The dish assembly 106 also includes four puffing members 124 each constructed of a generally rigid but bendable substrate as is well known in the art. Each puffing member 124 includes an upper edge 126 spaced from a lower edge 128 thereof. The dish assembly 106 also includes a cap panel insert 130 positioned centrally of the four puffing members 124. The cap panel insert 130 may include decorative and otherwise ornamental features as is well known in the art.

Each rim member 102 includes a groove 132 proximate a lower edge thereof as shown in FIGS. 4-6. Each rim member 102 is joined to an adjacent rim member 102 by cooperating post and cam connectors, similar to those shown and described with reference to the frame members 20, 22 and 24 of the shell 12. The cam 70 is inserted into a bore hole 136 on an inner face of the rim member 102. The bore hole 136 is in communication with a post hole 138 extending from the bore hole 136 to an outer edge of the rim member 102. A post 140 which joins adjacent rim members 102 in a presently preferred embodiment of the cap 30 includes a pair of heads 142, 142, one on each opposite end of the post 140. Adjacent to each head 142 on the post is a narrow neck 144 and adjacent to the neck 144 is a trunk section 146 of the post 140. In a presently preferred embodiment, the respective trunk sections 146 of the post 140 are pivotally joined as by a pin 148 or other appropriate connection to form a joint 150 intermediate the heads 142 of the post 140. The respective heads 142 of the post 140 are inserted through the post holes 138 to engage the cams 70 in the bore holes 136, and the rim members 102 are joined together by the rotation of the cams 70 as was previously described and shown in to FIGS. 3A-3D. A post suitable for use in this aspect of the present invention is manufactured by Hafele as "minifix GV mitre joint connector" Part No. 262.12.037. While these posts 140 supplied by Hafele are metal, it is preferred that the posts be fabricated of plastic to minimize the metal components utilized in the casket 10. Alternatively, the rim members 102 could be joined together with hot melt glue or the like.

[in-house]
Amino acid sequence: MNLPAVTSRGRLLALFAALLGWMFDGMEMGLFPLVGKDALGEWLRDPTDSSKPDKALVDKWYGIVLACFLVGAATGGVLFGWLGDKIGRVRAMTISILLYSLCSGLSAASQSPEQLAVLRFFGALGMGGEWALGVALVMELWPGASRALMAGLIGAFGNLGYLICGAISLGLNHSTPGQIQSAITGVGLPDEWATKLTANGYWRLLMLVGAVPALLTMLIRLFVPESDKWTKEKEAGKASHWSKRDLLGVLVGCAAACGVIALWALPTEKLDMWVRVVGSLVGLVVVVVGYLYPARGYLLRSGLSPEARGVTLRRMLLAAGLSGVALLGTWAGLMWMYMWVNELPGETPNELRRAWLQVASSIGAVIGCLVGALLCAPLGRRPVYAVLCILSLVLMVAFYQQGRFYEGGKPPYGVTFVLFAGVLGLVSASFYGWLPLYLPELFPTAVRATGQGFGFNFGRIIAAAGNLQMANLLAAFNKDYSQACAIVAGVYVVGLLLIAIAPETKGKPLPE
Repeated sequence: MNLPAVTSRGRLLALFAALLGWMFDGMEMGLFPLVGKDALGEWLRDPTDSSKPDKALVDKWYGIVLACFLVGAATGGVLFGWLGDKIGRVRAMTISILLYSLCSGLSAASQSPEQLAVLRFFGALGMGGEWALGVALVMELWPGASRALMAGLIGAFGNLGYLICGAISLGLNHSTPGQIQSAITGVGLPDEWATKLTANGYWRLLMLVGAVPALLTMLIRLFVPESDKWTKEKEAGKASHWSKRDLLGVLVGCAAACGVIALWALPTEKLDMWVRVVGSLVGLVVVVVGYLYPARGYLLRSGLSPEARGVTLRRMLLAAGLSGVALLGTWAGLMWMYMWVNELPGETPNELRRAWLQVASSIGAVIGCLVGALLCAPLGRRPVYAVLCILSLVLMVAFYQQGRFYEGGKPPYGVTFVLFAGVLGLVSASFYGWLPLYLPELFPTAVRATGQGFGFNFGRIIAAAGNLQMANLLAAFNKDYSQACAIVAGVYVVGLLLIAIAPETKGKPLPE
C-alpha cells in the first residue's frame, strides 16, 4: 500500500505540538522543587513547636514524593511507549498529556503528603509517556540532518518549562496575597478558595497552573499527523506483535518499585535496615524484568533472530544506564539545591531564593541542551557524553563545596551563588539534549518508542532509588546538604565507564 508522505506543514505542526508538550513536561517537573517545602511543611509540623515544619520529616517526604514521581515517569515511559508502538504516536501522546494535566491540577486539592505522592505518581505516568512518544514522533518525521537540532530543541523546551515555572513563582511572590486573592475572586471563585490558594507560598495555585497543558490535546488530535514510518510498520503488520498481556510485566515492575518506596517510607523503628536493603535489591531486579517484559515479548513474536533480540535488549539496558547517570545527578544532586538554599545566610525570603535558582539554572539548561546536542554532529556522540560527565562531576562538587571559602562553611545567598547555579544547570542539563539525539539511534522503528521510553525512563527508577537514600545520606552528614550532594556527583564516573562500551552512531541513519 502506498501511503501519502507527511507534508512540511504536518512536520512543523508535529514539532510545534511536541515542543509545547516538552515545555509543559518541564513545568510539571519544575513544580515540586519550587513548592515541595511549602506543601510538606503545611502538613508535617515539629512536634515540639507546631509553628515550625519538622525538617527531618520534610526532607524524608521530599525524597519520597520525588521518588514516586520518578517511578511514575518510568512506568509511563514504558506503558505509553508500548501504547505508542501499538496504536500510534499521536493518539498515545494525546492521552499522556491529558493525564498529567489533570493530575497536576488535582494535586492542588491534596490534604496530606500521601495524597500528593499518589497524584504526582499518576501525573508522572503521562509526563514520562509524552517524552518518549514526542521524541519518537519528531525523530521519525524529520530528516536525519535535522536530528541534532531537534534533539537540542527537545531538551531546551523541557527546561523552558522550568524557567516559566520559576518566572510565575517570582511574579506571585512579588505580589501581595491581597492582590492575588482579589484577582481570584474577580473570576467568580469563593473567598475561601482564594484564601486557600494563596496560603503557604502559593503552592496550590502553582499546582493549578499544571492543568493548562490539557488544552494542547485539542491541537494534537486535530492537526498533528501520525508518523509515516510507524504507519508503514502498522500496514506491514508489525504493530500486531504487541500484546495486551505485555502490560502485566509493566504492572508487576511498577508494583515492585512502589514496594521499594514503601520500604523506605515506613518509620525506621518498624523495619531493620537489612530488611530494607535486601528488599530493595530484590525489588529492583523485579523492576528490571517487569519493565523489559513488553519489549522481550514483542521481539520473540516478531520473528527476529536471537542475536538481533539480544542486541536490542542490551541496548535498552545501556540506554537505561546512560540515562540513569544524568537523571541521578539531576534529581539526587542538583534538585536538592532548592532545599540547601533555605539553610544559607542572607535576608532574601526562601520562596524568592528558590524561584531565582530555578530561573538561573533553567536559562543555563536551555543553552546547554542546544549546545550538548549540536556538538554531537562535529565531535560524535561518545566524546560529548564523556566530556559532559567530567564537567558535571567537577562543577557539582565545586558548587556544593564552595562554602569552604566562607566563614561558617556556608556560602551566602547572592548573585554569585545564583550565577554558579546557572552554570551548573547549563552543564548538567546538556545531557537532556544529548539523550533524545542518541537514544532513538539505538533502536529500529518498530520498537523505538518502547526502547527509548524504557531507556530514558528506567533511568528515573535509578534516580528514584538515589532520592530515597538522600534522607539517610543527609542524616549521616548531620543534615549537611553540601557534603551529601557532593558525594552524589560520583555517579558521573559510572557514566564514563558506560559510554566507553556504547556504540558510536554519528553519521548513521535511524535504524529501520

The puffing members 124 are retained in the cap 30 without the need for staples or other mechanical fasteners which may introduce metal components into the cap 30. Referring to FIG. 6, the lower edge 128 of each puffing member 124 is inserted into the groove 132 proximate the lower edge of the rim member 102. The puffing member 124 is then bowed outwardly and the upper edge 126 thereof is inserted into the groove 122 in the frame 108 of the dish assembly 106. A blunt straight edge tool (not shown) is preferably used to force the edges 126 or 128 of the puffing member 124 into the grooves 122, 132 without damaging the puffing member 124. As a result, the puffing members 124 are securely retained in the dish assembly 106 without the need for metal fasteners such as staples or the like. After the puffing members 124 are inserted into the appropriate grooves 122, 132 in the rim 100 and frame 108, the cap panel insert 130 is positioned into the cap 30 central of the puffing members 124 as is well known by one of ordinary skill in the art. Alternatively, the puffing members 124 may be secured to the cap 30 with the lower edge 128 inserted into the groove 132 in the rim 100 as shown in FIG. 6 and the upper edge 126 of the puffing member 124 attached with double sided tape to the juncture between the crown 104 and the rim 100.